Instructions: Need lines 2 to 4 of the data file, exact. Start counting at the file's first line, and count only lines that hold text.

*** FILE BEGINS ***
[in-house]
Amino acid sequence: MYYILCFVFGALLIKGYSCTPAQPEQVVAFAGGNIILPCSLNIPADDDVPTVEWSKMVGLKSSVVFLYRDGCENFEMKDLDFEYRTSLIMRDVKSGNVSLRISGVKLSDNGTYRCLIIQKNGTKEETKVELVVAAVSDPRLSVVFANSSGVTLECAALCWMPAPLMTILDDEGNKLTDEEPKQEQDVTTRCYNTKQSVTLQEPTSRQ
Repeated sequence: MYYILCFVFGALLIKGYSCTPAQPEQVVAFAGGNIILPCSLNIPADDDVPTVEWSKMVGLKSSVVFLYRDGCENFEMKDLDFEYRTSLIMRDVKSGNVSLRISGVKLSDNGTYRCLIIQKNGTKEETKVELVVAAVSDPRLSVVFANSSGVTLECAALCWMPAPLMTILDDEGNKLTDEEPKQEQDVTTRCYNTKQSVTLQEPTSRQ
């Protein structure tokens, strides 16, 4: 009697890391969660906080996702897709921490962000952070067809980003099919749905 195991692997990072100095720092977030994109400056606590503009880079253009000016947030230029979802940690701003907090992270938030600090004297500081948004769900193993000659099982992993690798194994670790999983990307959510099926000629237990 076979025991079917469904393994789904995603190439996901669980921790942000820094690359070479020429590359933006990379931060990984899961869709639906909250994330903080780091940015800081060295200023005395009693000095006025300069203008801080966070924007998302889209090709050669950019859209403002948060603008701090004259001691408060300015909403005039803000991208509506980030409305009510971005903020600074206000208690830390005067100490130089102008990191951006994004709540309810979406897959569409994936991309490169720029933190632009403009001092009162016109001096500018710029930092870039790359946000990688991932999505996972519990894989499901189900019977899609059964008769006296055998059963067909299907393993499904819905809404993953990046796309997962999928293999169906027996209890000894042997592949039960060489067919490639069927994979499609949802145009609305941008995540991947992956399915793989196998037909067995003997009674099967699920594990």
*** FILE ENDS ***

Amino acid sequence: MYYILCFVFGALLIKGYSCTPAQPEQVVAFAGGNIILPCSLNIPADDDVPTVEWSKMVGLKSSVVFLYRDGCENFEMKDLDFEYRTSLIMRDVKSGNVSLRISGVKLSDNGTYRCLIIQKNGTKEETKVELVVAAVSDPRLSVVFANSSGVTLECAALCWMPAPLMTILDDEGNKLTDEEPKQEQDVTTRCYNTKQSVTLQEPTSRQ
Repeated sequence: MYYILCFVFGALLIKGYSCTPAQPEQVVAFAGGNIILPCSLNIPADDDVPTVEWSKMVGLKSSVVFLYRDGCENFEMKDLDFEYRTSLIMRDVKSGNVSLRISGVKLSDNGTYRCLIIQKNGTKEETKVELVVAAVSDPRLSVVFANSSGVTLECAALCWMPAPLMTILDDEGNKLTDEEPKQEQDVTTRCYNTKQSVTLQEPTSRQ
């Protein structure tokens, strides 16, 4: 009697890391969660906080996702897709921490962000952070067809980003099919749905 195991692997990072100095720092977030994109400056606590503009880079253009000016947030230029979802940690701003907090992270938030600090004297500081948004769900193993000659099982992993690798194994670790999983990307959510099926000629237990 076979025991079917469904393994789904995603190439996901669980921790942000820094690359070479020429590359933006990379931060990984899961869709639906909250994330903080780091940015800081060295200023005395009693000095006025300069203008801080966070924007998302889209090709050669950019859209403002948060603008701090004259001691408060300015909403005039803000991208509506980030409305009510971005903020600074206000208690830390005067100490130089102008990191951006994004709540309810979406897959569409994936991309490169720029933190632009403009001092009162016109001096500018710029930092870039790359946000990688991932999505996972519990894989499901189900019977899609059964008769006296055998059963067909299907393993499904819905809404993953990046796309997962999928293999169906027996209890000894042997592949039960060489067919490639069927994979499609949802145009609305941008995540991947992956399915793989196998037909067995003997009674099967699920594990």